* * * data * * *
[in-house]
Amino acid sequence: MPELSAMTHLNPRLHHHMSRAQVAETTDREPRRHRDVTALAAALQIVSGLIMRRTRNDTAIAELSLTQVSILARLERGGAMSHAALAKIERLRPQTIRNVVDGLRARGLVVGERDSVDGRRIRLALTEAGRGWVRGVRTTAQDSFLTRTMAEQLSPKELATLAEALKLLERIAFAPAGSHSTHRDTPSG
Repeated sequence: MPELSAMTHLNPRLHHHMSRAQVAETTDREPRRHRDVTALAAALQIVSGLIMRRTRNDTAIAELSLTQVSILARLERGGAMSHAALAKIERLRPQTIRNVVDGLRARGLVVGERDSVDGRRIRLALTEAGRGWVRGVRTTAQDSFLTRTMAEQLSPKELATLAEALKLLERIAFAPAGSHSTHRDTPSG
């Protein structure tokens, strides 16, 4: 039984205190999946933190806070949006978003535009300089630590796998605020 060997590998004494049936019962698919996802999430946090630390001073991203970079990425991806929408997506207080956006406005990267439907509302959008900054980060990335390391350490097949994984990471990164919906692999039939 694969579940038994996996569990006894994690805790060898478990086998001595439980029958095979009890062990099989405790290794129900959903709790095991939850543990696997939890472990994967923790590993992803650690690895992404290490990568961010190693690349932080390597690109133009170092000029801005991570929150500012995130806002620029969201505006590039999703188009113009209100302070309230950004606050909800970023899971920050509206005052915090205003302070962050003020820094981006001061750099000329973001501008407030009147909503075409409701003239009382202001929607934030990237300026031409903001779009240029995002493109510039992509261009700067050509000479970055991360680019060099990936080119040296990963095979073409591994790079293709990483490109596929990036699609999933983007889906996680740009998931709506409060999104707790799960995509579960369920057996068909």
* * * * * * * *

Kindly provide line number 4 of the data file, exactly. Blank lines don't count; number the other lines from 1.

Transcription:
């Protein structure tokens, strides 16, 4: 039984205190999946933190806070949006978003535009300089630590796998605020 060997590998004494049936019962698919996802999430946090630390001073991203970079990425991806929408997506207080956006406005990267439907509302959008900054980060990335390391350490097949994984990471990164919906692999039939 694969579940038994996996569990006894994690805790060898478990086998001595439980029958095979009890062990099989405790290794129900959903709790095991939850543990696997939890472990994967923790590993992803650690690895992404290490990568961010190693690349932080390597690109133009170092000029801005991570929150500012995130806002620029969201505006590039999703188009113009209100302070309230950004606050909800970023899971920050509206005052915090205003302070962050003020820094981006001061750099000329973001501008407030009147909503075409409701003239009382202001929607934030990237300026031409903001779009240029995002493109510039992509261009700067050509000479970055991360680019060099990936080119040296990963095979073409591994790079293709990483490109596929990036699609999933983007889906996680740009998931709506409060999104707790799960995509579960369920057996068909």